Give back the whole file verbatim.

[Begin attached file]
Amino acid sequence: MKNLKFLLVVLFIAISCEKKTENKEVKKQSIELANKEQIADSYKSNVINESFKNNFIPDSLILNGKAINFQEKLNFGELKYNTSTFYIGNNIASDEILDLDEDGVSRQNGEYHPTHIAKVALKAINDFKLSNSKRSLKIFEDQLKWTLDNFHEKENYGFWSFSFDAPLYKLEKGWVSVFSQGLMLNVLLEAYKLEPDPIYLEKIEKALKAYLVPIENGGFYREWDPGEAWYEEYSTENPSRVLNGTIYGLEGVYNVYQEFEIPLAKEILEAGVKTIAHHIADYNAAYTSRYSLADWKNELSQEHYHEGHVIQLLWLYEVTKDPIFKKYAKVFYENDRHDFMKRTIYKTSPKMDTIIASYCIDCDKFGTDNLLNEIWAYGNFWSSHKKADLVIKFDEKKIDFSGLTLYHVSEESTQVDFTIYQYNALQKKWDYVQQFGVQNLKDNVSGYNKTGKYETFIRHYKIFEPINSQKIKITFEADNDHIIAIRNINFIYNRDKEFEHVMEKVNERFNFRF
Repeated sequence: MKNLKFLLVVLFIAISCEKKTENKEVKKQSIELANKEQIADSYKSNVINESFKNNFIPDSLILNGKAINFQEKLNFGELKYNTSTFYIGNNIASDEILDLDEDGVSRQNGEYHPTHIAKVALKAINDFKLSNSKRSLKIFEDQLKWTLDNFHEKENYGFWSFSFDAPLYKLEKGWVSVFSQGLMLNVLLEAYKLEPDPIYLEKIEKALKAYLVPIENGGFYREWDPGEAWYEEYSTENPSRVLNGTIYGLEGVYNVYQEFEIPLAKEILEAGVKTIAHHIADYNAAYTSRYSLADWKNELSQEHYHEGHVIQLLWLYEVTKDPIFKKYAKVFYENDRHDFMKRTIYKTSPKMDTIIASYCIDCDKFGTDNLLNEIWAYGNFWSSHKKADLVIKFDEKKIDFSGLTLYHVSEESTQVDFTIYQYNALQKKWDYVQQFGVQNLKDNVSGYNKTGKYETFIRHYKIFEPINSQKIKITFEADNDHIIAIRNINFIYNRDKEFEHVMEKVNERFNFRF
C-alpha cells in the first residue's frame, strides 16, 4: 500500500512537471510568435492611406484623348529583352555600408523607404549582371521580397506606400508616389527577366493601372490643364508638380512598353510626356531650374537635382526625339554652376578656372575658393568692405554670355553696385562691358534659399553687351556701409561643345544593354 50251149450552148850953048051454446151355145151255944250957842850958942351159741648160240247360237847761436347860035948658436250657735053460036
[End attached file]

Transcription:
Amino acid sequence: MKNLKFLLVVLFIAISCEKKTENKEVKKQSIELANKEQIADSYKSNVINESFKNNFIPDSLILNGKAINFQEKLNFGELKYNTSTFYIGNNIASDEILDLDEDGVSRQNGEYHPTHIAKVALKAINDFKLSNSKRSLKIFEDQLKWTLDNFHEKENYGFWSFSFDAPLYKLEKGWVSVFSQGLMLNVLLEAYKLEPDPIYLEKIEKALKAYLVPIENGGFYREWDPGEAWYEEYSTENPSRVLNGTIYGLEGVYNVYQEFEIPLAKEILEAGVKTIAHHIADYNAAYTSRYSLADWKNELSQEHYHEGHVIQLLWLYEVTKDPIFKKYAKVFYENDRHDFMKRTIYKTSPKMDTIIASYCIDCDKFGTDNLLNEIWAYGNFWSSHKKADLVIKFDEKKIDFSGLTLYHVSEESTQVDFTIYQYNALQKKWDYVQQFGVQNLKDNVSGYNKTGKYETFIRHYKIFEPINSQKIKITFEADNDHIIAIRNINFIYNRDKEFEHVMEKVNERFNFRF
Repeated sequence: MKNLKFLLVVLFIAISCEKKTENKEVKKQSIELANKEQIADSYKSNVINESFKNNFIPDSLILNGKAINFQEKLNFGELKYNTSTFYIGNNIASDEILDLDEDGVSRQNGEYHPTHIAKVALKAINDFKLSNSKRSLKIFEDQLKWTLDNFHEKENYGFWSFSFDAPLYKLEKGWVSVFSQGLMLNVLLEAYKLEPDPIYLEKIEKALKAYLVPIENGGFYREWDPGEAWYEEYSTENPSRVLNGTIYGLEGVYNVYQEFEIPLAKEILEAGVKTIAHHIADYNAAYTSRYSLADWKNELSQEHYHEGHVIQLLWLYEVTKDPIFKKYAKVFYENDRHDFMKRTIYKTSPKMDTIIASYCIDCDKFGTDNLLNEIWAYGNFWSSHKKADLVIKFDEKKIDFSGLTLYHVSEESTQVDFTIYQYNALQKKWDYVQQFGVQNLKDNVSGYNKTGKYETFIRHYKIFEPINSQKIKITFEADNDHIIAIRNINFIYNRDKEFEHVMEKVNERFNFRF
C-alpha cells in the first residue's frame, strides 16, 4: 500500500512537471510568435492611406484623348529583352555600408523607404549582371521580397506606400508616389527577366493601372490643364508638380512598353510626356531650374537635382526625339554652376578656372575658393568692405554670355553696385562691358534659399553687351556701409561643345544593354 50251149450552148850953048051454446151355145151255944250957842850958942351159741648160240247360237847761436347860035948658436250657735053460036